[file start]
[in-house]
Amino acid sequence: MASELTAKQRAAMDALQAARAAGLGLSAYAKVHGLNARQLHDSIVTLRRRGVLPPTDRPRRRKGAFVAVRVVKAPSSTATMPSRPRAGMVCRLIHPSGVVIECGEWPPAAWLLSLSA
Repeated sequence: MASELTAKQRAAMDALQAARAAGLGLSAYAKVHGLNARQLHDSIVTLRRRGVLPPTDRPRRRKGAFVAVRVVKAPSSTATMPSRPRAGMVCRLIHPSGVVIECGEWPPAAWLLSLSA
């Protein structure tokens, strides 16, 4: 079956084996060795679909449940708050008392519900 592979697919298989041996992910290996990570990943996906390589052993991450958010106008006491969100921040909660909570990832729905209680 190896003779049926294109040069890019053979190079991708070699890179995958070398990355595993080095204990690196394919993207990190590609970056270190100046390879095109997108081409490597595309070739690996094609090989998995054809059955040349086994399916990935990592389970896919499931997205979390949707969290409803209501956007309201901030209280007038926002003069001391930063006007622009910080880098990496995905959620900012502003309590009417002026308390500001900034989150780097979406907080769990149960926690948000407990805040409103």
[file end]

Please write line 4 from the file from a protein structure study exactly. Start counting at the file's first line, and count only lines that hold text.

């Protein structure tokens, strides 16, 4: 079956084996060795679909449940708050008392519900 592979697919298989041996992910290996990570990943996906390589052993991450958010106008006491969100921040909660909570990832729905209680 190896003779049926294109040069890019053979190079991708070699890179995958070398990355595993080095204990690196394919993207990190590609970056270190100046390879095109997108081409490597595309070739690996094609090989998995054809059955040349086994399916990935990592389970896919499931997205979390949707969290409803209501956007309201901030209280007038926002003069001391930063006007622009910080880098990496995905959620900012502003309590009417002026308390500001900034989150780097979406907080769990149960926690948000407990805040409103």